Ideas Economy: Innovation 2012

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KYLE BASS: 'We Are at the World's Limit' in Debt

About this conference

Staggering growth in developing economies—as well as new networking technologies and a renewed spirit of entrepreneurialism—is democratizing innovation throughout much of the world. Yet, huge global risks threaten to impede the pace of innovation. Countries from America to Japan are reeling under the weight of enormous debts. Emerging economies from China to Brazil, which have surged in recent years, are battling growing pains—like inflation and widening inequality. In Europe, chronic defaults and bailouts threaten the future of the euro itself. The result is a global political and economic climate that makes fueling innovation both difficult and necessary. With crucial presidential elections unfolding in many large countries throughout the world in 2012, now is the time to answer crucial questions about how to boost innovation—to propel nations and solve the world’s problems.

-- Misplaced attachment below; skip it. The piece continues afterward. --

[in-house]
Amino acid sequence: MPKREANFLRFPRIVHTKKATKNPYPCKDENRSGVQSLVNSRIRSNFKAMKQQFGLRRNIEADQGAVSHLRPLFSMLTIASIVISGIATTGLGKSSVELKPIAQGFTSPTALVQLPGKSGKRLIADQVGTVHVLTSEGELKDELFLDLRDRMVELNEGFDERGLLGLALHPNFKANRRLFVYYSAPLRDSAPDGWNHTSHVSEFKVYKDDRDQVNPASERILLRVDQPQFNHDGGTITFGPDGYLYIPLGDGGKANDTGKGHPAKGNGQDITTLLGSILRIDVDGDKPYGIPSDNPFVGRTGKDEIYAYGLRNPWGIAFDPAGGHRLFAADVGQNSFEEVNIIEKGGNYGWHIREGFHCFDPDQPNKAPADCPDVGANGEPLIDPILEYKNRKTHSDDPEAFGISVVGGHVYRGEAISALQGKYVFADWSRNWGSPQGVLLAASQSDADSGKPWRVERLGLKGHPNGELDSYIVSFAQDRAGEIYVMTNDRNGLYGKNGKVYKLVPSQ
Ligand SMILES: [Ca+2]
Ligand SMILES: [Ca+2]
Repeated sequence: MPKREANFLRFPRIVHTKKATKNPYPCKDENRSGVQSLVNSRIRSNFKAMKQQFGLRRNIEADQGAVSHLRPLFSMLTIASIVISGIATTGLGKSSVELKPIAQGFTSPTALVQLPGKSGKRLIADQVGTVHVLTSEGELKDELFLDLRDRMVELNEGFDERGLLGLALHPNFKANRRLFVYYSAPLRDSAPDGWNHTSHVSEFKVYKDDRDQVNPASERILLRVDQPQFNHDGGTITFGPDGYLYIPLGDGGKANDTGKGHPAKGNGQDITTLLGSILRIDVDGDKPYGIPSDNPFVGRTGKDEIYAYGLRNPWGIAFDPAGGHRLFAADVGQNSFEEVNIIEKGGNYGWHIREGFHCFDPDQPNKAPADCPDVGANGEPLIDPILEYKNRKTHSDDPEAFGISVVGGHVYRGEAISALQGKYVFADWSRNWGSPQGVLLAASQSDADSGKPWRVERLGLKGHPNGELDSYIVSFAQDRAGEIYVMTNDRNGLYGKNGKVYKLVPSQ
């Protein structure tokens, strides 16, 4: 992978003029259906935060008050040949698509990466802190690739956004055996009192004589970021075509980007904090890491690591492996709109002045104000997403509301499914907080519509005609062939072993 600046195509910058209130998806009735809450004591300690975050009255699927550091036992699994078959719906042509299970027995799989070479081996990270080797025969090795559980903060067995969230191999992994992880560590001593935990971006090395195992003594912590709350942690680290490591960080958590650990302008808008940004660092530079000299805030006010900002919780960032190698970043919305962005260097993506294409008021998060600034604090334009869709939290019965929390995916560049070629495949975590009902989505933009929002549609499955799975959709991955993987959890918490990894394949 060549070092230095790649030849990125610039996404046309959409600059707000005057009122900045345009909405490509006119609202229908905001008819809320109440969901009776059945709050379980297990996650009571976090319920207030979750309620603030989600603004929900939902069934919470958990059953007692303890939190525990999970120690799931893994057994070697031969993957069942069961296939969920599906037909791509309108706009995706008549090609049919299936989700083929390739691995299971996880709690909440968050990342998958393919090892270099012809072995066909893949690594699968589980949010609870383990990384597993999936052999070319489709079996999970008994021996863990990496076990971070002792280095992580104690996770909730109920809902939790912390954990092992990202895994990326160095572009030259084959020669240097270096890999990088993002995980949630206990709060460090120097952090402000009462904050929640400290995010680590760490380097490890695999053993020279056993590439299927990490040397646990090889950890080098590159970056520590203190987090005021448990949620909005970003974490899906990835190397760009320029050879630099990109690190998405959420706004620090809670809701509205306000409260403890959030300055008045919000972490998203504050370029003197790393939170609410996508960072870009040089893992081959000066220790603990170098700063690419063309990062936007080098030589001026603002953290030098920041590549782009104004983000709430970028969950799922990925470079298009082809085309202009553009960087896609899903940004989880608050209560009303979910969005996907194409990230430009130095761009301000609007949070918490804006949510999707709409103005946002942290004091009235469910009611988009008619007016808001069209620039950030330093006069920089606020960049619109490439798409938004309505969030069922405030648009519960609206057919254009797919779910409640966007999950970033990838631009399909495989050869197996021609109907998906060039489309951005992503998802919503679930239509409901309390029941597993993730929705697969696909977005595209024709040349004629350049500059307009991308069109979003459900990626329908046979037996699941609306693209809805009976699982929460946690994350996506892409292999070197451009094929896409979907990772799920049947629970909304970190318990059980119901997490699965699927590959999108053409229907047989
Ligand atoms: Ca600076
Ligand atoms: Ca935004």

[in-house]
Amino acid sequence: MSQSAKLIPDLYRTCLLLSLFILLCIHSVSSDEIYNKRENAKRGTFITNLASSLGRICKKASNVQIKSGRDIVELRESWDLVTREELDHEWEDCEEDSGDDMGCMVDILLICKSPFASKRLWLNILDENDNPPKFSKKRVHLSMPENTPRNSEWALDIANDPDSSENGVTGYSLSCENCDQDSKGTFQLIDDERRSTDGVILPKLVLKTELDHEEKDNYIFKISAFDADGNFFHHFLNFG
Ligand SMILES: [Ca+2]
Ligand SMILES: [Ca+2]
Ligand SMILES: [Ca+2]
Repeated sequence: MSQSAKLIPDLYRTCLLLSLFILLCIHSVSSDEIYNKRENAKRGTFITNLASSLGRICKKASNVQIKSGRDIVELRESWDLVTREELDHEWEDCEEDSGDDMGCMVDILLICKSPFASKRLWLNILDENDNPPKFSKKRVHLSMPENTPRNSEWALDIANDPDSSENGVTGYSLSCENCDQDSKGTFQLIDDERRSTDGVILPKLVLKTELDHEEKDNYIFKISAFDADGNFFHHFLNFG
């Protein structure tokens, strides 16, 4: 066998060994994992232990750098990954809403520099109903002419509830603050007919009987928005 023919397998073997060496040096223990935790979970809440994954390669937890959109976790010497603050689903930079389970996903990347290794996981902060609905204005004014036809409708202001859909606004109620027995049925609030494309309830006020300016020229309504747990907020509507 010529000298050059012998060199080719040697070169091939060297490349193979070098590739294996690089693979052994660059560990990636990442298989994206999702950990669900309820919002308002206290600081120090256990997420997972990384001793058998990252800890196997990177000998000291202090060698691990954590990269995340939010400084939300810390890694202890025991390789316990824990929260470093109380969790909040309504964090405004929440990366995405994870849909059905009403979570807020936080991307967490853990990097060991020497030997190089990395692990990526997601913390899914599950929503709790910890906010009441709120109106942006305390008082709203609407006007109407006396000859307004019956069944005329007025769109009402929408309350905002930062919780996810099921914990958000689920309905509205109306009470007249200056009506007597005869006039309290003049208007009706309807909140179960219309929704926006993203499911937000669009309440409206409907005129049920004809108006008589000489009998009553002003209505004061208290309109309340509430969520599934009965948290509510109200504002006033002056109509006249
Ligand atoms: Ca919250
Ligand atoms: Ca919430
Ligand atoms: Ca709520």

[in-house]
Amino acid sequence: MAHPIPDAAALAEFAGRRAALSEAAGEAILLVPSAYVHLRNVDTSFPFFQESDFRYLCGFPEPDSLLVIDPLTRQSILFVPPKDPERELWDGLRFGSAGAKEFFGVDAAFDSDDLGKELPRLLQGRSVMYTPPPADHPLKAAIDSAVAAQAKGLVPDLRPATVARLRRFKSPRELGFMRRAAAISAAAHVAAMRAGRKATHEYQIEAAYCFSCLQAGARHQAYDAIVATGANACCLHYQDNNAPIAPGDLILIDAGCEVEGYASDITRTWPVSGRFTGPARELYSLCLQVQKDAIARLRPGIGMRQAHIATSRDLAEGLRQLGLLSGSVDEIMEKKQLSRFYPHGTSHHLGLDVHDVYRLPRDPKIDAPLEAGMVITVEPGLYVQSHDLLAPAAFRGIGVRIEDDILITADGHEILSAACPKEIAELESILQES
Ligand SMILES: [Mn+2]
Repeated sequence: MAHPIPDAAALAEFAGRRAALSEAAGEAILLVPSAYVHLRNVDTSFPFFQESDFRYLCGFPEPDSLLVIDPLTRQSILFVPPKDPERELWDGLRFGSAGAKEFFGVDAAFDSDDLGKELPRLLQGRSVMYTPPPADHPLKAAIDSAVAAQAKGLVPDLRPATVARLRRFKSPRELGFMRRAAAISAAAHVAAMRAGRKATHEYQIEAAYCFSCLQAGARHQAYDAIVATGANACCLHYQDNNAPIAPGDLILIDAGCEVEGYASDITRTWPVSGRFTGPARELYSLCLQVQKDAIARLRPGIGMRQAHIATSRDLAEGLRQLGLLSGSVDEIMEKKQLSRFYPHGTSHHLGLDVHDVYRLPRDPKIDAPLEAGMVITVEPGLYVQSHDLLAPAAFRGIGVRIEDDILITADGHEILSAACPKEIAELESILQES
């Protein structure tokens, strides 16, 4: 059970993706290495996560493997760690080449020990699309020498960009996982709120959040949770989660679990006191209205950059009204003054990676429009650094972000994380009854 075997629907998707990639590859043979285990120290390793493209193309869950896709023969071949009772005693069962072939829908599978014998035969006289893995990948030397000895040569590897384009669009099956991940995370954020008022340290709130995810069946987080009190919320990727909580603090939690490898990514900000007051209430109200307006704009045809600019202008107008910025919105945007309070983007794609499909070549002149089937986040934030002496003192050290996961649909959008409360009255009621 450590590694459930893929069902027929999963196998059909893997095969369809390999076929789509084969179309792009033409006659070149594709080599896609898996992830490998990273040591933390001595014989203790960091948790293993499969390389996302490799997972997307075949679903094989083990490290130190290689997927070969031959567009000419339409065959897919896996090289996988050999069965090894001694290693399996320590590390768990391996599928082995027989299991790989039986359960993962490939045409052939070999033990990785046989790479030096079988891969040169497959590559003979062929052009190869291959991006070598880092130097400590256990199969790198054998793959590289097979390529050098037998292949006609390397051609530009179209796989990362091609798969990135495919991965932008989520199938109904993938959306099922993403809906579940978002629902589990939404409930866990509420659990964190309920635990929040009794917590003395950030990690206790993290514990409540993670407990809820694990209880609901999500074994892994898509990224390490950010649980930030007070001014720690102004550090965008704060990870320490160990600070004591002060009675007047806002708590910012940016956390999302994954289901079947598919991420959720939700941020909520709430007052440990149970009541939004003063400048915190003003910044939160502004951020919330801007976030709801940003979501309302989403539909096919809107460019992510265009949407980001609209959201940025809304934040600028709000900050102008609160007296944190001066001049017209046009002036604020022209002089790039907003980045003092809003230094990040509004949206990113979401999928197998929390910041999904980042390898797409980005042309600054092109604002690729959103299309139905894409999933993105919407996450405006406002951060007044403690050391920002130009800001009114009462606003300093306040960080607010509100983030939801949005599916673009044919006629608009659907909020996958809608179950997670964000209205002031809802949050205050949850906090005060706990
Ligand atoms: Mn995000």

Ideas Economy: Innovation will explore the role of governments, corporations and individuals as drivers of innovation and will develop prescriptions that lead to lasting progress and prosperity.   Conference attendees will engage in a lively examination of current political and economic policies around the world, develop a keen understanding of how the forces of globalization affect the ways companies innovate and manage innovation, and discuss what individuals can do, not only to energize their own creative and intellectual potential, but to develop jobs, improve company earnings, and contribute to economic growth around the world.

About The Economist

Edited in London since 1843, The Economist is a weekly international news and business publication, offering clear reporting, commentary and analysis on world current affairs, business, finance, science and technology, culture, society, media and the arts. As noted on its contents page, The Economist's goal is to "take part in a severe contest between intelligence, which presses forward, and an unworthy, timid ignorance obstructing our progress." Printed in five countries, worldwide circulation is now over one million, and The Economist is read by more of the world's political and business leaders than any other magazine.

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